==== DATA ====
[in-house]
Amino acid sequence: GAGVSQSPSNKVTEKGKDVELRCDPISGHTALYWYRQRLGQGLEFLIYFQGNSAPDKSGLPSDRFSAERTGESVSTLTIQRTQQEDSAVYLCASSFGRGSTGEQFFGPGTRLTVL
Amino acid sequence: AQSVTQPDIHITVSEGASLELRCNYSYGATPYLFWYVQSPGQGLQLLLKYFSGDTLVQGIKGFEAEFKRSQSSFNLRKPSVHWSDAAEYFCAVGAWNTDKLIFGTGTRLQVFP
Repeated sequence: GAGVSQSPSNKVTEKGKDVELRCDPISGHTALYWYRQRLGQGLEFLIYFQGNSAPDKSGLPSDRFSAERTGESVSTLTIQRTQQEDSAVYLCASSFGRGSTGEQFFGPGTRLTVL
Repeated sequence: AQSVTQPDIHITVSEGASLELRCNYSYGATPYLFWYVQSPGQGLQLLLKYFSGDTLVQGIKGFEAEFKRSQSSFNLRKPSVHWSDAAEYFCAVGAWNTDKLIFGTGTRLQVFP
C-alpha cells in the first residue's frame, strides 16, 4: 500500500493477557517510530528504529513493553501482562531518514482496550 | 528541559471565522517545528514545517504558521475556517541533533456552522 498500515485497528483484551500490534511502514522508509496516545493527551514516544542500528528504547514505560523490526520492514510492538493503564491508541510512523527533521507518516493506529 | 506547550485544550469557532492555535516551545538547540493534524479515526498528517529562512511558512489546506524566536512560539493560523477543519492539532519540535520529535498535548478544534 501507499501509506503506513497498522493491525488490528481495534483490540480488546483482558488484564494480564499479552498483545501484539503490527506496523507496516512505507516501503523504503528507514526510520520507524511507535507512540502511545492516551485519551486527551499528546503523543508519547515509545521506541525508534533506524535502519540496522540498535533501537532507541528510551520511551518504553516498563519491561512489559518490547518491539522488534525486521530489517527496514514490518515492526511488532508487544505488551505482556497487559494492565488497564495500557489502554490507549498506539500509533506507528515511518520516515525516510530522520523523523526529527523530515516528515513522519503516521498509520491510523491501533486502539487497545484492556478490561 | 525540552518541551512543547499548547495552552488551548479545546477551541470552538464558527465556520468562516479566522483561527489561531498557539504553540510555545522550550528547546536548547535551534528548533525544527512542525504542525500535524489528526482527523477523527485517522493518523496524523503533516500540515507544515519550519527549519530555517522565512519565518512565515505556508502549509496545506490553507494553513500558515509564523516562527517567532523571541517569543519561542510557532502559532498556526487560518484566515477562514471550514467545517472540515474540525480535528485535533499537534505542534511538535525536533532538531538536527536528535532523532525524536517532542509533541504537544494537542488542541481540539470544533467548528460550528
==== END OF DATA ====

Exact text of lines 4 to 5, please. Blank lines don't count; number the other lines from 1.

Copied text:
Repeated sequence: GAGVSQSPSNKVTEKGKDVELRCDPISGHTALYWYRQRLGQGLEFLIYFQGNSAPDKSGLPSDRFSAERTGESVSTLTIQRTQQEDSAVYLCASSFGRGSTGEQFFGPGTRLTVL
Repeated sequence: AQSVTQPDIHITVSEGASLELRCNYSYGATPYLFWYVQSPGQGLQLLLKYFSGDTLVQGIKGFEAEFKRSQSSFNLRKPSVHWSDAAEYFCAVGAWNTDKLIFGTGTRLQVFP